Mitch McConnell (AP/Alex Brandon)

The 4 biggest conservative lies about inequality

The four biggest lies conservatives tell about inequality, followed by the truth.


Robert Reich
July 12, 2019 10:30AM (UTC)
This originally appeared on Robert Reich's blog.

Even though we’re heading toward levels of inequality not seen since the days of the 19th century robber barons, conservatives keep lying about what’s happening and what to do about it. Here are their four biggest lies about inequality, followed by the truth.

1. The rich and CEOs are America’s job creators, so we dare not tax them. 

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The truth is the middle class and poor are the job-creators through their purchases of goods and services. If they don’t have enough purchasing power because they’re not paid enough, companies won’t create more jobs and the economy won’t grow. The giant Trump-Republican tax cut for corporations and the rich hasn’t trickled down to ordinary Americans. It’s just made the rich even richer.

2. People are paid what they’re worth in the market, so we shouldn’t tamper with pay. 

Wrong. Four decades ago, CEOs of big companies got 30 times the pay of typical workers. Now they get 361 times their workers’ pay. It’s not because they’ve done such a great job, but because they control the compensation committees of their boards. They’re using corporate profits to buy back even more shares of stock so their total compensation rises even more. And, they’re monopolizing the economy at the same time.

Meanwhile, most American workers earn nearly the same today as they did forty years ago, adjusted for inflation. That’s not because they’re working less hard now, but because they don’t have strong unions bargaining for them, as they did then.

3. Any child can make it in America with enough guts, gumption, and intelligence, so we don’t need to do anything for poor and working-class kids. 

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The truth is we already do next to nothing for poor and working class kids. Their schools don’t have enough teachers or staff, their textbooks are outdated, they lack science labs, their school buildings are falling apart. We don’t help with costs of child care. We don’t invest in early childhood education. We spend less educating poor kids than we do educating kids from wealthy families.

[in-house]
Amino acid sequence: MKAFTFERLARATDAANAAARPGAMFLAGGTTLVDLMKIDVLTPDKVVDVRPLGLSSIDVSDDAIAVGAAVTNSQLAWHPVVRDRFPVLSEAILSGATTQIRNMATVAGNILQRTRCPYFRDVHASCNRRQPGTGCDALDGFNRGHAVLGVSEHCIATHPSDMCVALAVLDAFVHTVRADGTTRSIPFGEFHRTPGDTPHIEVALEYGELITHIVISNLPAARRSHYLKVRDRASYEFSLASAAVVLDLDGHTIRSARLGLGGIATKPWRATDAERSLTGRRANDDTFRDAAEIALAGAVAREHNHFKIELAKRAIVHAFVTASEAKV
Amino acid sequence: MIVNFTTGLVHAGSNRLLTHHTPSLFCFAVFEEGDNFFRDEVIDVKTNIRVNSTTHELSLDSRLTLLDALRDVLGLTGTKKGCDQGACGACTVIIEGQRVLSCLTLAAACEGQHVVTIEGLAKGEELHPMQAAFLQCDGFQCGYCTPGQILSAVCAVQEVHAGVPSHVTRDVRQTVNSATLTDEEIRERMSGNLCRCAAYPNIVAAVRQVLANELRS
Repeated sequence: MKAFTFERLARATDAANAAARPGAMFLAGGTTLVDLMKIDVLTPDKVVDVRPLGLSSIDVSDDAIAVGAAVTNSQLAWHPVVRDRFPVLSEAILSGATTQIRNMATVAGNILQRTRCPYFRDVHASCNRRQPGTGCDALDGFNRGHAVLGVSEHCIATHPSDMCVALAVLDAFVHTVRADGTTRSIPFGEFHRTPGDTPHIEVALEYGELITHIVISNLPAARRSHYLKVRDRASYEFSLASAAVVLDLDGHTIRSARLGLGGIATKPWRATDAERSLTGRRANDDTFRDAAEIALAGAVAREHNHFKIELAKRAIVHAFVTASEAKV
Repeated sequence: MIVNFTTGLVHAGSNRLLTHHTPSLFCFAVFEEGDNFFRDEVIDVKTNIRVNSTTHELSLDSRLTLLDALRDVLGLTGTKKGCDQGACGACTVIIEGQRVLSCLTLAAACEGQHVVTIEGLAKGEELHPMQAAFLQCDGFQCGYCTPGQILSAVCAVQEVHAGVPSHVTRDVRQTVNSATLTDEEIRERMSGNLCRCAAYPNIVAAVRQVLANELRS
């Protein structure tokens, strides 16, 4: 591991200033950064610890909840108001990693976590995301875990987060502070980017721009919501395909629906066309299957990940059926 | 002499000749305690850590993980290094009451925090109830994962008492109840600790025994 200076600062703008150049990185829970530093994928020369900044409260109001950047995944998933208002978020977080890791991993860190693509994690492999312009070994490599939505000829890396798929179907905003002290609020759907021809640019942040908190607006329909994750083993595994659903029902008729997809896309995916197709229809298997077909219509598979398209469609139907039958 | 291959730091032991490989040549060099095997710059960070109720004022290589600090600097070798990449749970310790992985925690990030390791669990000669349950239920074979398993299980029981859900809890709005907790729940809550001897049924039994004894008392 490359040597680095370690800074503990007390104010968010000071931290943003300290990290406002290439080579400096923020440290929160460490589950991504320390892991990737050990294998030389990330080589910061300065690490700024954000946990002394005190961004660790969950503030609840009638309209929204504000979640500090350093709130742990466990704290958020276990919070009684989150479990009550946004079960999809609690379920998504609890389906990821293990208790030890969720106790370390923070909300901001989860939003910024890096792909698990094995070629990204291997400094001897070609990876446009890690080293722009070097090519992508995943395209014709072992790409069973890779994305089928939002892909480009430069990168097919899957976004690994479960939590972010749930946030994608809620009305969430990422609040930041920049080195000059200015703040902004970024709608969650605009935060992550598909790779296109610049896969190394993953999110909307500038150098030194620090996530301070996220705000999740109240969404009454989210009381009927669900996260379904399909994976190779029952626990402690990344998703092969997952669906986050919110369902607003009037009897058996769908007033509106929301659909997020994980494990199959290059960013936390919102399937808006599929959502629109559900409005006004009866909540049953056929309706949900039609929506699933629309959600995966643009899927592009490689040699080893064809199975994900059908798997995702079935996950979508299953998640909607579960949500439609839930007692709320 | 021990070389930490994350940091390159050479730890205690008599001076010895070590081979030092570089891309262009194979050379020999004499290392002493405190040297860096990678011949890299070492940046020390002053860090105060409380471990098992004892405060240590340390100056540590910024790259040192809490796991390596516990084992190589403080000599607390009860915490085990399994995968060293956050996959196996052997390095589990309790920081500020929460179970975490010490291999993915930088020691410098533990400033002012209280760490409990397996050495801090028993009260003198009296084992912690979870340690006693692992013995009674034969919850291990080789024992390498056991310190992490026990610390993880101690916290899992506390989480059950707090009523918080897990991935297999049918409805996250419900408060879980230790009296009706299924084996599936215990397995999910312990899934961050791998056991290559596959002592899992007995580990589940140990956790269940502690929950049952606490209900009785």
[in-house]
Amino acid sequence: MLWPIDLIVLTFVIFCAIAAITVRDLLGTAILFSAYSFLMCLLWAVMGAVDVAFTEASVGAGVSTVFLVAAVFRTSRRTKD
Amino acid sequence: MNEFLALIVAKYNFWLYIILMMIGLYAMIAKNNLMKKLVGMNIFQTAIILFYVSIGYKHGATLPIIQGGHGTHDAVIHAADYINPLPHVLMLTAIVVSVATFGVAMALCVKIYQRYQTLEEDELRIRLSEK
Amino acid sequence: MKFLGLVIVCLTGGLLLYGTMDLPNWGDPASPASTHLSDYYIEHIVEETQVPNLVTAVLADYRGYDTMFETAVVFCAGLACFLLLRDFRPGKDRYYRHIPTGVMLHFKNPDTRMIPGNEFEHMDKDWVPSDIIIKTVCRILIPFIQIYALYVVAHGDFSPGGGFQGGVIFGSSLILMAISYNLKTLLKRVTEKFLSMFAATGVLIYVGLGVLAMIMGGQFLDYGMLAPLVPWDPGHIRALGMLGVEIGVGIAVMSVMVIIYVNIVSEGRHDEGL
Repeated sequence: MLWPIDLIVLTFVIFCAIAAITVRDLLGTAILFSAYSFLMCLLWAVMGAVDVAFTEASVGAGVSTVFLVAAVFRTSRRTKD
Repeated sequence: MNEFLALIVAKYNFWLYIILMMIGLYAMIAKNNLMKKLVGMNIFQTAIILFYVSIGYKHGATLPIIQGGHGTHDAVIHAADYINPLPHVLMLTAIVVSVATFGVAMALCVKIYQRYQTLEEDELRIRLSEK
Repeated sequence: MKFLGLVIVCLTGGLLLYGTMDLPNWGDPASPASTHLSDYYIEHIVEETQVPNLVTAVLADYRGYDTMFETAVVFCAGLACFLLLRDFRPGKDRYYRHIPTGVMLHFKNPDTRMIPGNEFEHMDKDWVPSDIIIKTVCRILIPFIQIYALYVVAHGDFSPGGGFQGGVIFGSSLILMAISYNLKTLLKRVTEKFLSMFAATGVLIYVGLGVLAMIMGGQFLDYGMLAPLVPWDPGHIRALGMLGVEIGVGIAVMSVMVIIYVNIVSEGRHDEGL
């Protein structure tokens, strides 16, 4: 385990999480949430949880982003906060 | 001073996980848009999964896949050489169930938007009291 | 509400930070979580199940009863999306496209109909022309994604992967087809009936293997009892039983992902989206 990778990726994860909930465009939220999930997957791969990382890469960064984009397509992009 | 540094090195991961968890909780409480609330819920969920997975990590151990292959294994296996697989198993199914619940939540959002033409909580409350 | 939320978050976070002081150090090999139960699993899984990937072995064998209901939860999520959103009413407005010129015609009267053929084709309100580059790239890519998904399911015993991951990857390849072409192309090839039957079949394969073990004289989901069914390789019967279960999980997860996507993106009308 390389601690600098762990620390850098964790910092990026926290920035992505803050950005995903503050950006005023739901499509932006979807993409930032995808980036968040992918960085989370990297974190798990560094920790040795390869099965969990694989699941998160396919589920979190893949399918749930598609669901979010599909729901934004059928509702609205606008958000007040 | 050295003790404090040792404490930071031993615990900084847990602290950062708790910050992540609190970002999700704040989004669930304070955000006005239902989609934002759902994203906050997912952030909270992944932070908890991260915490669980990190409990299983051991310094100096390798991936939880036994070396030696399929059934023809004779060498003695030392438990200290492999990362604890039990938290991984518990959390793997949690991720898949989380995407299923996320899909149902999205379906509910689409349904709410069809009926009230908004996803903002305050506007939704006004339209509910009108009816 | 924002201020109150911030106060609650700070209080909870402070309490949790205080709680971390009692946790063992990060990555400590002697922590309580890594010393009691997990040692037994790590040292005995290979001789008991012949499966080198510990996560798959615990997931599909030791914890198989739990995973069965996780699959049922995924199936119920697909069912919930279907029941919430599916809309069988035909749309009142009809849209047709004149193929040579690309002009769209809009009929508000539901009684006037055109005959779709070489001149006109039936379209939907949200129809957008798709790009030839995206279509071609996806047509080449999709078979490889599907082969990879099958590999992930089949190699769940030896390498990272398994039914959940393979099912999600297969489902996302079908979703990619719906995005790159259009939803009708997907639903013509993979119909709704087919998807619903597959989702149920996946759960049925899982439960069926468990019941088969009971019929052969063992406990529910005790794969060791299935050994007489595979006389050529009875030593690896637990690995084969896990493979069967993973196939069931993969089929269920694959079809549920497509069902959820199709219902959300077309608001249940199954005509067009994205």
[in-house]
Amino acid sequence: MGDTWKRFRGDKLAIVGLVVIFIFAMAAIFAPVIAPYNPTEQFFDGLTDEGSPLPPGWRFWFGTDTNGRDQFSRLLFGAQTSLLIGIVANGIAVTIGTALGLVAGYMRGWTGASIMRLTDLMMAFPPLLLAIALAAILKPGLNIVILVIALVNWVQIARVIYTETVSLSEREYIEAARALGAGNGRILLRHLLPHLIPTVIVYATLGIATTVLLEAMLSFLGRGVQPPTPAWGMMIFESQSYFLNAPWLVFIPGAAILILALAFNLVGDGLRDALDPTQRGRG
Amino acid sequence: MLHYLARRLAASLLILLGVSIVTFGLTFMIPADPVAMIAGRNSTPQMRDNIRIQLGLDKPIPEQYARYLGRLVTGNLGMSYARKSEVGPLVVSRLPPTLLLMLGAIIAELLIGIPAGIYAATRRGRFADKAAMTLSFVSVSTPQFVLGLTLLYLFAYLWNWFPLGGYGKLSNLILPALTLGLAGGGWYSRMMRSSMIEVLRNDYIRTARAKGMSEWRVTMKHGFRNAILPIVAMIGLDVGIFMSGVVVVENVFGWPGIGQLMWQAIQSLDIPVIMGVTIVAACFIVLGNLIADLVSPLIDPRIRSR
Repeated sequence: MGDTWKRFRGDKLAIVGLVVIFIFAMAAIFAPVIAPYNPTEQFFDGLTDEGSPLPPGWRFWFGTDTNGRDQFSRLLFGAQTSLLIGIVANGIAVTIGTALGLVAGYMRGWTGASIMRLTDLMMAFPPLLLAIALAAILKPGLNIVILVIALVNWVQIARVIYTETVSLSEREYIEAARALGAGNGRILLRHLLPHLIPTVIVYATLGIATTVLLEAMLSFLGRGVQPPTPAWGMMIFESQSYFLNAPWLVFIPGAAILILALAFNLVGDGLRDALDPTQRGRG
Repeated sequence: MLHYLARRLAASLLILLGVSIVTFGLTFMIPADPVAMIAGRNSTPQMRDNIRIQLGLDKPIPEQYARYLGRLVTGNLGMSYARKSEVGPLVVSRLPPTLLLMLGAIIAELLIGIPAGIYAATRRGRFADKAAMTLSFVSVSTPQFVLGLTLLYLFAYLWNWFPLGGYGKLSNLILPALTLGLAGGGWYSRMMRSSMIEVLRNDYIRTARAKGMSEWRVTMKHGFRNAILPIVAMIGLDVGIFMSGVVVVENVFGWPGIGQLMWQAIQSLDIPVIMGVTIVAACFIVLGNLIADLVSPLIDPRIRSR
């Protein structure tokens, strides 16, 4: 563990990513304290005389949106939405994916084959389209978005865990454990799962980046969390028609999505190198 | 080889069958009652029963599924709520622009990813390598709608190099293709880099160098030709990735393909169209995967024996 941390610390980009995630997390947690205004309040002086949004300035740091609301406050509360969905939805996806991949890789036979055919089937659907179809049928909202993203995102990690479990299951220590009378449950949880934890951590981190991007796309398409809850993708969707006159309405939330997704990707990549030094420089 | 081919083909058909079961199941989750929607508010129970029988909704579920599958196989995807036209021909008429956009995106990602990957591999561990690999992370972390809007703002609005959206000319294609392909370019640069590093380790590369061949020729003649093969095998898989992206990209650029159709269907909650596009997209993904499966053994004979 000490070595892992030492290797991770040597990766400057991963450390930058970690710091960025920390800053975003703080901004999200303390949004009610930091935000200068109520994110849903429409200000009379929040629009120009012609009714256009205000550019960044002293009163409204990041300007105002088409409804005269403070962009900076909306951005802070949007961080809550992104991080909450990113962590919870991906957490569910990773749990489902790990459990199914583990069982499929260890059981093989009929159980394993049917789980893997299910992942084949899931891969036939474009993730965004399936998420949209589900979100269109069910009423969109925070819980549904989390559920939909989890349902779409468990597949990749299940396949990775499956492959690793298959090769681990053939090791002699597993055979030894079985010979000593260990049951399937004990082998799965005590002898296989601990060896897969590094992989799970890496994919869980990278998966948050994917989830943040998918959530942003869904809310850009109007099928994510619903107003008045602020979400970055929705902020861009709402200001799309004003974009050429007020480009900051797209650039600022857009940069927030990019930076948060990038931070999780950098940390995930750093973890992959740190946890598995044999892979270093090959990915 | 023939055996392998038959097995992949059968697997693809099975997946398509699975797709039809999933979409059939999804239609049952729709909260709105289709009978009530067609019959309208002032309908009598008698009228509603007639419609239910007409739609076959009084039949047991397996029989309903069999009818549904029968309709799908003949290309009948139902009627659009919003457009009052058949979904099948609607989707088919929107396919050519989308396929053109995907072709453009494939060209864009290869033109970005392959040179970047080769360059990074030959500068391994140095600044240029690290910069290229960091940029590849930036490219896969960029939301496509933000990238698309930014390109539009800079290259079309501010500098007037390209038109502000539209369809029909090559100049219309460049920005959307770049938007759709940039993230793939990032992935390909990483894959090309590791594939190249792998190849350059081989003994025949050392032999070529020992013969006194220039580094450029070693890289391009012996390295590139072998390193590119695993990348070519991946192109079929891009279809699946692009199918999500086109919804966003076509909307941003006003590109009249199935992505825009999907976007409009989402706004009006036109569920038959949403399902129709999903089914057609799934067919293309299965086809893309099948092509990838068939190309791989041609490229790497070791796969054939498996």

4. Increasing the minimum wage will result in fewer jobs, so we shouldn’t raise it. 

In fact, studies show that in states where the minimum wage has been increased, the number of jobs increases. That’s because minimum-wage workers have more money to spend  resulting in more jobs, and also saving employers money on employee turnover.

America’s lurch toward widening inequality can be reversed. But doing so will require bold political steps. And the American public must know the facts.

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So don’t listen to the right-wing lies about inequality. Know the truth, and act on it.


Robert Reich

Robert B. Reich is Chancellor's Professor of Public Policy at the University of California at Berkeley and Senior Fellow at the Blum Center for Developing Economies. He served as Secretary of Labor in the Clinton administration, for which Time Magazine named him one of the ten most effective cabinet secretaries of the twentieth century. He has written 15 books, including the best sellers "Aftershock", "The Work of Nations," and"Beyond Outrage," and, his most recent, "The Common Good." He is also a founding editor of the American Prospect magazine, chairman of Common Cause, a member of the American Academy of Arts and Sciences, and co-creator of the award-winning documentary, "Inequality For All." He's also co-creator of the Netflix original documentary "Saving Capitalism."

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